Everyone involved must be licensed and registered, with government monitors enforcing limits such as the 40 grams a month any adult will be able to buy at pharmacies for any reason or the six marijuana plants that license-holders will be allowed to grow at home.

5. Chief Wrinn: Hit-and-run cases are tough to solve


Eugene Narrett

Eugene Narrett's artwork. (Reformer/Howard Weiss-Tisman)

BRATTLEBORO -- Eugene Narrett, a published author and scholar, had recently taken up painting again and he was in Brattleboro Friday night for the first opening of his work in a Brattleboro gallery. It was a cold and dreary night but downtown Brattleboro was abuzz with all the excitement Gallery Walk brings, along with the pre-Christmas festivities that kept the streets busy. Just after 7 p.m., as Narrett was approaching his car on Western Avenue, a vehicle hit him and left the scene.

The Brattleboro Police Department is investigating the crash. Narrett, 64, from Maynard, Mass., was in Brattleboro during Gallery Walk because he was visiting Gallery in the Woods on Main Street which was showing some of his work. His brother Seth Narrett, who has been in contact with the Brattleboro Police, said his brother was 200 feet from his car on Western Avenue before the vehicle struck and killed him.

Narrett's family had a vacation home in South Windham and Seth Narrett said they have been coming up to southern Vermont for decades.

"We all had a long-term love affair with Vermont," Seth Narrett said. "Eugene had taken up painting again and he did it because he loved it. He loved to push himself, he was not doing this for the money. This was the first time he was showing in Brattleboro and he must have been so excited about it. Everyone is shocked. Everyone is heart broken." Brattleboro Police Chief Gene Wrinn declined to comment directly about the case, saying that the investigation is ongoing.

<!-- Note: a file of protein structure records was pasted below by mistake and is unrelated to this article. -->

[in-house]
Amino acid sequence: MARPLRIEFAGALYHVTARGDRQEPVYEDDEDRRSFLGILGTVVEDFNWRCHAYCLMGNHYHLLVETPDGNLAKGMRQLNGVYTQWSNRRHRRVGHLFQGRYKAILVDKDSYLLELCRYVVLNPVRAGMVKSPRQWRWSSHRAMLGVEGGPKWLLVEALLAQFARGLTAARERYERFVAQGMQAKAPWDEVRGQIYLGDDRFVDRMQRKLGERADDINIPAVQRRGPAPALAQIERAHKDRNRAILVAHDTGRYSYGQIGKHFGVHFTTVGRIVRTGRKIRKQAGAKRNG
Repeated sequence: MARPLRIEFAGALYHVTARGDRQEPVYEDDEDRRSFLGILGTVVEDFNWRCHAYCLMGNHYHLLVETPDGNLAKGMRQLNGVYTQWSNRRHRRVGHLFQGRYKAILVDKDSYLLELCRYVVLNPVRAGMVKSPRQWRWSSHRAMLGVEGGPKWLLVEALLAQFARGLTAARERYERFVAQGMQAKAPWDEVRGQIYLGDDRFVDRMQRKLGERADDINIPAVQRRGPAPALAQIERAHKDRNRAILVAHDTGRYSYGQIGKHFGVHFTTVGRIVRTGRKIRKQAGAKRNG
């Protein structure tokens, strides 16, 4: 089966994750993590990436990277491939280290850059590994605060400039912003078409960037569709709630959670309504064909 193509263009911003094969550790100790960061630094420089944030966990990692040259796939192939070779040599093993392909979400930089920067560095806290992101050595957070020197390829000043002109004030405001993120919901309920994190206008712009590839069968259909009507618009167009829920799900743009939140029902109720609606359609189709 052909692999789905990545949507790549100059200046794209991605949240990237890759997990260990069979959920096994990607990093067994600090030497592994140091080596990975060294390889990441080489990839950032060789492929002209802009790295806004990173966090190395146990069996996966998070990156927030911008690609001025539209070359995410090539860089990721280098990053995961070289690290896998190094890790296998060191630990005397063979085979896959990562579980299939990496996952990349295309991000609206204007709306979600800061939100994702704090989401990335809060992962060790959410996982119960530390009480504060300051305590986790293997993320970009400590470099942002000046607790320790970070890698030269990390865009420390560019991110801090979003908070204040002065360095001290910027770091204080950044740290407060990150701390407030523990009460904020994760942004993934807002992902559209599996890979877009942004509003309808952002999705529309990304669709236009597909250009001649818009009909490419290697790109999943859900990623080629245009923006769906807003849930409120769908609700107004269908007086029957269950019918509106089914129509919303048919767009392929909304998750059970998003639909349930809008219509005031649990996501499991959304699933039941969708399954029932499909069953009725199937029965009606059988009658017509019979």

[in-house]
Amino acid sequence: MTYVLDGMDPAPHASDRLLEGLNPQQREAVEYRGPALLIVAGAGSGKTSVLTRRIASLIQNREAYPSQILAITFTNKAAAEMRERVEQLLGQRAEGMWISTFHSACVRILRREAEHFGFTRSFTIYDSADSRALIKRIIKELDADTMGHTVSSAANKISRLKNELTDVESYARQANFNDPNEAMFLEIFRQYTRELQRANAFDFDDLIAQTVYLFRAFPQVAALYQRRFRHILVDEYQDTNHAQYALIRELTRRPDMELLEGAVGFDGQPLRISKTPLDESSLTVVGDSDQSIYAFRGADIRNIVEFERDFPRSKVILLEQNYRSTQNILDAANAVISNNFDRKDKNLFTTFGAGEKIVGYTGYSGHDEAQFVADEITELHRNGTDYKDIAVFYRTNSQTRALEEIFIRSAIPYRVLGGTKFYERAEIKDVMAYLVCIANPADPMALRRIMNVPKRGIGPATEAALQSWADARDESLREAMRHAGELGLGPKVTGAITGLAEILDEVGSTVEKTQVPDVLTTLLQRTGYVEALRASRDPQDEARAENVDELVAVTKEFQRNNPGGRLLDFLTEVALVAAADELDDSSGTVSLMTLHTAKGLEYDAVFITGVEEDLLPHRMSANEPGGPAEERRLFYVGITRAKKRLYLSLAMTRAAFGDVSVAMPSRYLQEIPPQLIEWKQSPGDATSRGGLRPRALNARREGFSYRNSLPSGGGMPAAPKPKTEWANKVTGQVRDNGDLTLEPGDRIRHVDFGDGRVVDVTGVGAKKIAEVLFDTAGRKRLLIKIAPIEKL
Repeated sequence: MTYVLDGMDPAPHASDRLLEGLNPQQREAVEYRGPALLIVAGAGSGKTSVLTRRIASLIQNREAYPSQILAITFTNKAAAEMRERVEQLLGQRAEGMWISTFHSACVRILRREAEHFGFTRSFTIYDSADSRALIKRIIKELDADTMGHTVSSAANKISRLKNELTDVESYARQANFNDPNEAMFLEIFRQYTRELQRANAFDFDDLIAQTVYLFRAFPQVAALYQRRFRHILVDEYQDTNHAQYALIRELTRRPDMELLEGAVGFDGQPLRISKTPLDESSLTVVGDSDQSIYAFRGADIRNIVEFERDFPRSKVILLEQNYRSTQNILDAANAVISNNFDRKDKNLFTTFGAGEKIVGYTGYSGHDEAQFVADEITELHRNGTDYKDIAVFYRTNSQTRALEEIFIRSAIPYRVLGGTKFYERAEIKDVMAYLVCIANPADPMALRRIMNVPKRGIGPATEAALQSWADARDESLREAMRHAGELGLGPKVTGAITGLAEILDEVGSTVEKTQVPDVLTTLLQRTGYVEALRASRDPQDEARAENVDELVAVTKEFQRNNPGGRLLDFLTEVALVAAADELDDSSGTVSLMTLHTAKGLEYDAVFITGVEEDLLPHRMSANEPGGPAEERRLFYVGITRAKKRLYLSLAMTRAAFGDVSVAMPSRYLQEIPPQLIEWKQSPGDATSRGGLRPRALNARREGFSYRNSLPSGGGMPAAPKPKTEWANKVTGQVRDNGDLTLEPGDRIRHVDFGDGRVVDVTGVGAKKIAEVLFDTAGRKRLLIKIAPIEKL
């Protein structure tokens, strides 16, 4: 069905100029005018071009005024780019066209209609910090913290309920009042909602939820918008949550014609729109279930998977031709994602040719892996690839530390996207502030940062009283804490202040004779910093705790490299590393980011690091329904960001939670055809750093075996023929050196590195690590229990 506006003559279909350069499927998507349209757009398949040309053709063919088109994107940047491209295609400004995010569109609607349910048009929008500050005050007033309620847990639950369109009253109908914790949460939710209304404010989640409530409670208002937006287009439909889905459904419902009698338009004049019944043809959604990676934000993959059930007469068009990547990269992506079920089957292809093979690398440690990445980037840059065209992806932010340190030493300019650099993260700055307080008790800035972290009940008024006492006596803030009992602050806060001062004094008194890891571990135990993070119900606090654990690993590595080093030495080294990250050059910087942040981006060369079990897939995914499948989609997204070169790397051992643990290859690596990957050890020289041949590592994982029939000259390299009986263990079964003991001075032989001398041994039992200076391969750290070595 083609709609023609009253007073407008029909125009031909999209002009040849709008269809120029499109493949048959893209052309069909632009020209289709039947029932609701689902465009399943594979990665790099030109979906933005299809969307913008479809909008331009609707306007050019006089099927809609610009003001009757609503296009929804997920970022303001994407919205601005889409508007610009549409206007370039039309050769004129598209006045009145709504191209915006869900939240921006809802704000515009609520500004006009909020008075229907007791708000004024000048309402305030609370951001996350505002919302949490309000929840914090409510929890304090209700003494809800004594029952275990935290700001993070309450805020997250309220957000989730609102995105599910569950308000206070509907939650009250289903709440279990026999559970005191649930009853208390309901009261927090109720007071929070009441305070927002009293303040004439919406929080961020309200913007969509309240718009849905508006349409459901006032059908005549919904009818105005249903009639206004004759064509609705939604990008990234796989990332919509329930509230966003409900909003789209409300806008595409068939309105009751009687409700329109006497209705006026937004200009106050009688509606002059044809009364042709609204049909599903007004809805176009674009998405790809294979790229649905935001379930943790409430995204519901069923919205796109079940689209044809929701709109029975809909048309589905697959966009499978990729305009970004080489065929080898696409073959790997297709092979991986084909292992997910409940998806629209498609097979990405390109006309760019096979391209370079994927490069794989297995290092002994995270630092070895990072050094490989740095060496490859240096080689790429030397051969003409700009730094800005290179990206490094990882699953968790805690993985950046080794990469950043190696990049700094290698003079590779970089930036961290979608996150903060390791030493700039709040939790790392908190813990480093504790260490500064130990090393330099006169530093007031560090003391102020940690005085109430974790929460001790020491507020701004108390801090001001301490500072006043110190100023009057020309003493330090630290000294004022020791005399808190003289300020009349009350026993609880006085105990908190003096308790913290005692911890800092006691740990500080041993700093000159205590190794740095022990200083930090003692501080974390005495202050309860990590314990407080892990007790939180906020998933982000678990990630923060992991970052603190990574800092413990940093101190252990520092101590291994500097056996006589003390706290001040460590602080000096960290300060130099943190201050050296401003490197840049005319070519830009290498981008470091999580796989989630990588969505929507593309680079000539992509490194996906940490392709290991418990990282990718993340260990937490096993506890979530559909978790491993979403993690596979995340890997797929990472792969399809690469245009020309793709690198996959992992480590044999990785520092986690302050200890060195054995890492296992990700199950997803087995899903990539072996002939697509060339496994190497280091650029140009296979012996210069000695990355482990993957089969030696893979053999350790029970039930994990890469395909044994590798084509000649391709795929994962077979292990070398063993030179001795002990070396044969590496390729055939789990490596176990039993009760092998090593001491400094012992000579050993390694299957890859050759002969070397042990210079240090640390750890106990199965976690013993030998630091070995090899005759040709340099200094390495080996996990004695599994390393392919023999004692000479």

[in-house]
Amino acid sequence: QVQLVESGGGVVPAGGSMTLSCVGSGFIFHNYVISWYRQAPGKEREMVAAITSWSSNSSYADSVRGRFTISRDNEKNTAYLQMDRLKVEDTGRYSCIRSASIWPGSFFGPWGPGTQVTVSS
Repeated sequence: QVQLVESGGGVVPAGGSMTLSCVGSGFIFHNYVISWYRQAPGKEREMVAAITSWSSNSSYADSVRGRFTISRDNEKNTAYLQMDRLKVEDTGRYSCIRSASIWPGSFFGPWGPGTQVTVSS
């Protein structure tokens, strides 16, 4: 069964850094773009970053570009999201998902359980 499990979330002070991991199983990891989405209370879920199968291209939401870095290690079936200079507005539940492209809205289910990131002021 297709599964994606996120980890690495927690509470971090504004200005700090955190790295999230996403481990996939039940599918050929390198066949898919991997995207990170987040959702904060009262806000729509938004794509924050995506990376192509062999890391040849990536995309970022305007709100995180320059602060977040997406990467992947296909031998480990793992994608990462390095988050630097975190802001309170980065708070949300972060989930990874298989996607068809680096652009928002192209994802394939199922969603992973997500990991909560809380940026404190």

Wrinn did say a fatal hit-and-run can be very hard to investigate. If the victim dies and there are not many witnesses who saw the crash, police can have a hard time tracking down the driver.

"It has its challenges," said Wrinn. "It's important to get as much information when it is fresh and you hope someone comes forward. You just have to keep your ears to the ground and keep working it." A person who is convicted in Vermont of a hit and run crime that results in a death can get up to 15 years in prison.

According to Wrinn there are a variety of state laws and local ordinances that govern how and where pedestrians can cross the road. Downtown there is an ordinance for jay walking, and a police officer can give out a ticket if someone crosses outside the cross walk. But Wrinn said the department is walking a tight rope when trying to keep pedestrians from jay walking.

Last year an officer handed out a few tickets and some residents were outraged that the police department would waste their resources on cracking down on otherwise law abiding citizens. And handing out tickets, as well, to residents or tourists who fail to stop for a pedestrian in a crosswalk can have unintended consequences.